Also, because they constantly revise the seasonal adjustment formula with each quarter’s new data, past quarters results often change quiet significantly.

  5. tracey 5

    … and it will drop again when those students who bothered getting jobs return to study.

    Am around the current generation of uni students. Those from comfortable backgrounds were more likely to “quit the job for the holidays” – yes you read correctly, or not bother and just take the study grant (even though they will have to pay it back), than those I know from less well off backgrounds.

    I am stunned by the number of parents who vote Nat or ACT and who rail against the bludgers on benefits who stand by while their children bludge off the benefits (study and other grants).

    I have in my household one such teenager who had work available but turned it down, when he did work it was only for 4 hours a day and only until he sorted out his student allowances. He is not our child so he technically has no parents supporting him. He is lazy and will continue to be lazy as he receives welfare money.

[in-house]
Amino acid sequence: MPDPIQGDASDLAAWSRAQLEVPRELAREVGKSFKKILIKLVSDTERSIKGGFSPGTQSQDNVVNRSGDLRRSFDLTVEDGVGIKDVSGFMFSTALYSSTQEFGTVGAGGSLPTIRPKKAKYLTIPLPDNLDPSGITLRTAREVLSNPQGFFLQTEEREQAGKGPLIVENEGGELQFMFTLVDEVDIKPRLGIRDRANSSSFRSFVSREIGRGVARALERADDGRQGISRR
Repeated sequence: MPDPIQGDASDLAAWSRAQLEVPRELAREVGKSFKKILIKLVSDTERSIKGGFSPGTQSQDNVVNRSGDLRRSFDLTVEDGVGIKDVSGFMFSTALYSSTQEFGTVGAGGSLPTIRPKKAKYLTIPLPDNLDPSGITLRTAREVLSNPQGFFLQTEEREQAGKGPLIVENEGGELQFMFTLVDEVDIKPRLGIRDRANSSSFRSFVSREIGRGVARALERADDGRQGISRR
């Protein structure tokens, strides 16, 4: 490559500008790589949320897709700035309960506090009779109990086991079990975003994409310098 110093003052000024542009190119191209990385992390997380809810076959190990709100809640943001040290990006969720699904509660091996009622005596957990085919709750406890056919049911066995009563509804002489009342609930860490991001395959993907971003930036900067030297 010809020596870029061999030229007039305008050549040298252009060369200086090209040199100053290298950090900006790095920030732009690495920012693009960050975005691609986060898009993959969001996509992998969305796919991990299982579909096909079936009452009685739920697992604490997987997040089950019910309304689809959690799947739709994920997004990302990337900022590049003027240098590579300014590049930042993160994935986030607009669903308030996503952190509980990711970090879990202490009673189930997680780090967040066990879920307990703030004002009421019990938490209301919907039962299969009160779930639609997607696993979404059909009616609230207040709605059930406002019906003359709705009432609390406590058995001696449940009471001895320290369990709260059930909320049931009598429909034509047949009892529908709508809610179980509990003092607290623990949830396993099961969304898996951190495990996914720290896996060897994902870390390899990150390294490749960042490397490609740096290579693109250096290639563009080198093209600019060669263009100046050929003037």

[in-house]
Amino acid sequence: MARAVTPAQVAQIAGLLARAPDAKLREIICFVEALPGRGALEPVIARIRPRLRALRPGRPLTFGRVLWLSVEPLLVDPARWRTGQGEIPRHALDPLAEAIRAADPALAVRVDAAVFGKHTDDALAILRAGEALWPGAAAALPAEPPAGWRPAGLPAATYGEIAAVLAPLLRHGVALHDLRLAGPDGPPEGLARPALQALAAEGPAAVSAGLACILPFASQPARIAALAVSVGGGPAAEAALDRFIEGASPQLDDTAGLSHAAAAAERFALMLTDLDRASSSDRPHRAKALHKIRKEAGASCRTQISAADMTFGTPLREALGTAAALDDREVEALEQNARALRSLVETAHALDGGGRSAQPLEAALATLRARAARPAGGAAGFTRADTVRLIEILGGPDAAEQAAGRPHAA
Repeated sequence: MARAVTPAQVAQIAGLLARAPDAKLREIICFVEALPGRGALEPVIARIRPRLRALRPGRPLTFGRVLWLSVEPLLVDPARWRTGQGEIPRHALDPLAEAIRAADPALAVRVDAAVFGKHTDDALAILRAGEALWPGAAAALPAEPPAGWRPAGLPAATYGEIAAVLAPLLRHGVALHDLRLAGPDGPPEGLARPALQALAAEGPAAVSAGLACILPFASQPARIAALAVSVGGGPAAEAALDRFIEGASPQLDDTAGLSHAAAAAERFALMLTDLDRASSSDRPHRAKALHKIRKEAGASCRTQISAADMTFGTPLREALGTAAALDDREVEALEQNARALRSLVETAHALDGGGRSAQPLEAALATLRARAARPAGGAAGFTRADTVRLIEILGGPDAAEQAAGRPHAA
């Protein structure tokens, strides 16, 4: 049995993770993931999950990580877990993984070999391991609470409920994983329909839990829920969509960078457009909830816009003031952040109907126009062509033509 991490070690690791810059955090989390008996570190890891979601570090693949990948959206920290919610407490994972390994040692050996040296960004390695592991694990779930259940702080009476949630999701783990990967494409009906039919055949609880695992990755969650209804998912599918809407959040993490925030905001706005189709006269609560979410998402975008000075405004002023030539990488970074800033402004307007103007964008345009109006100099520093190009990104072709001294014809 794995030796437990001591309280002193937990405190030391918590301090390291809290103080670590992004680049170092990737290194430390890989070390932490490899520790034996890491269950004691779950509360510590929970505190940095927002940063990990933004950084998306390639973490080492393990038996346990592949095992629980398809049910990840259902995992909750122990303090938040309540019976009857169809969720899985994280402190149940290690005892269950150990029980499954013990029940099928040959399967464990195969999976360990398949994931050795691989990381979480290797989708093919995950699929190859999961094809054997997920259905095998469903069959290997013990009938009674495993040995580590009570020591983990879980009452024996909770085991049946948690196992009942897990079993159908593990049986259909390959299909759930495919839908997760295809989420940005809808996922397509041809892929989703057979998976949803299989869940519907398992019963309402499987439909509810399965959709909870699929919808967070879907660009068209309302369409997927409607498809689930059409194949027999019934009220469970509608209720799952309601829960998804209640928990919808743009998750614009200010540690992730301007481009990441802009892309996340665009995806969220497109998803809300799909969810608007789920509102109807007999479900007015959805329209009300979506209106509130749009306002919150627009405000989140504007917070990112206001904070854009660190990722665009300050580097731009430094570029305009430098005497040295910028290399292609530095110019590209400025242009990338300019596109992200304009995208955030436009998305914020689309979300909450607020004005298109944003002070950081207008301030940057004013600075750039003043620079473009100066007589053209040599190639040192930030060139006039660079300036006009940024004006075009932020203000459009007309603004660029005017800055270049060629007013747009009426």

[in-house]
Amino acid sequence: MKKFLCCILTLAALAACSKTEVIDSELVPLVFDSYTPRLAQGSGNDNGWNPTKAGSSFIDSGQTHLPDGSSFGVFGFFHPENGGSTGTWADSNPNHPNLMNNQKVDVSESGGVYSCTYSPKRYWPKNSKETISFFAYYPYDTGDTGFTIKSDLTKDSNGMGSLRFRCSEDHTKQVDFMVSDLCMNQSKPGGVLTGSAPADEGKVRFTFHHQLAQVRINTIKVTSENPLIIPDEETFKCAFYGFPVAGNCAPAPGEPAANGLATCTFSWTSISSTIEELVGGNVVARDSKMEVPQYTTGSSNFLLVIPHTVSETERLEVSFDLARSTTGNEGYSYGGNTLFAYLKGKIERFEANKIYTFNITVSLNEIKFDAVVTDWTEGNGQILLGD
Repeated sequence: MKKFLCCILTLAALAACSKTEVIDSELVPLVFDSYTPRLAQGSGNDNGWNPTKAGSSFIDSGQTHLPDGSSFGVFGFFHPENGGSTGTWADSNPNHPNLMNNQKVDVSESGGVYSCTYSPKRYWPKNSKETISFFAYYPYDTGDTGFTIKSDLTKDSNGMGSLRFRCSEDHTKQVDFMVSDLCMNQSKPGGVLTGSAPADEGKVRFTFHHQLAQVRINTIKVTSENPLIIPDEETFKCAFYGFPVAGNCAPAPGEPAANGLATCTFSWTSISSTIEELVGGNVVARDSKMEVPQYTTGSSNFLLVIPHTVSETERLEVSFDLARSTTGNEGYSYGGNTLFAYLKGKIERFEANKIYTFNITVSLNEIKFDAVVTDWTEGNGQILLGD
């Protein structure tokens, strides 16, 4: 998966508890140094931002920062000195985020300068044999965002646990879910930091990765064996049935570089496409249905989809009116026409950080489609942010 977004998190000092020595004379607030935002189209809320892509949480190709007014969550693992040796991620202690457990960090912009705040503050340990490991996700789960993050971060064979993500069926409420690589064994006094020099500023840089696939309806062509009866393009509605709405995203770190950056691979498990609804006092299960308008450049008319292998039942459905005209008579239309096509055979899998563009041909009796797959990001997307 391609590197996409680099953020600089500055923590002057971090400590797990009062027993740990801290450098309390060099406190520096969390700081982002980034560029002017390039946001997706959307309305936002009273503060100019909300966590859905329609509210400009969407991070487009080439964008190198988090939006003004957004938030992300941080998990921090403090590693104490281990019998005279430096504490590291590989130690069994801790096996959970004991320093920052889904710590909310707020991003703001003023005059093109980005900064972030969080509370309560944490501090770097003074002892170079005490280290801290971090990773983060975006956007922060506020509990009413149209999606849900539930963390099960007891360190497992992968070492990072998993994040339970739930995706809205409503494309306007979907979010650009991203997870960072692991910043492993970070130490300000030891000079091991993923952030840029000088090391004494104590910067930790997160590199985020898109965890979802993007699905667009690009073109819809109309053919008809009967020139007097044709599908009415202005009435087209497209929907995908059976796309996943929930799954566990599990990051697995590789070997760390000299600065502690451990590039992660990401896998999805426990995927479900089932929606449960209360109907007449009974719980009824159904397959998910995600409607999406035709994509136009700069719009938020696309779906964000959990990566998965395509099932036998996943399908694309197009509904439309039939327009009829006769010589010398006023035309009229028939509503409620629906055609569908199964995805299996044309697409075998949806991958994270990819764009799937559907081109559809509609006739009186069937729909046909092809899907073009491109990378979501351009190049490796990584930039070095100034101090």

SO, we have talked to him and to WINZ and he may be surprised when he doesn’t get the hardship grant he is expecting. He will get the student allowance (not payable back) BUT we are now charging him the exact amount of the allowance to cover all his living expenses.

    If this doesn’t work we will be asking him to leave and go flatting.

    Sadly one parent I know who is very vocal about consequences and working for money, and not bludging is actually encouraging one of his children to take the student loan, use it for a house deposit and collect rent to pay the mortgage etc…

  6. Jenny 6

    …….this last year 30,000 jobs were lost. Put that in context, it’s the 3rd largest annual job loss in history. The largest was 1988 as Douglas put the economy to the sword. The next was 2009 during the recession.

    JAMES HENDERSON

    For this alone the Labour Party should be flaying the Nats. In parliament, in the media, in every single public forum.

    Why aren’t they?

    • Draco T Bastard 6.1

      Well, considering their bene bashing, the fact that they didn’t raise benefits to their original levels and that they supportive of capitalism – I’d say that their just as enthusiastic as John Key to lower wages.

    • Jenny 6.2

      I suppose the reason could be, James’ second sentence, “The largest was 1988 as Douglas put the economy to the sword.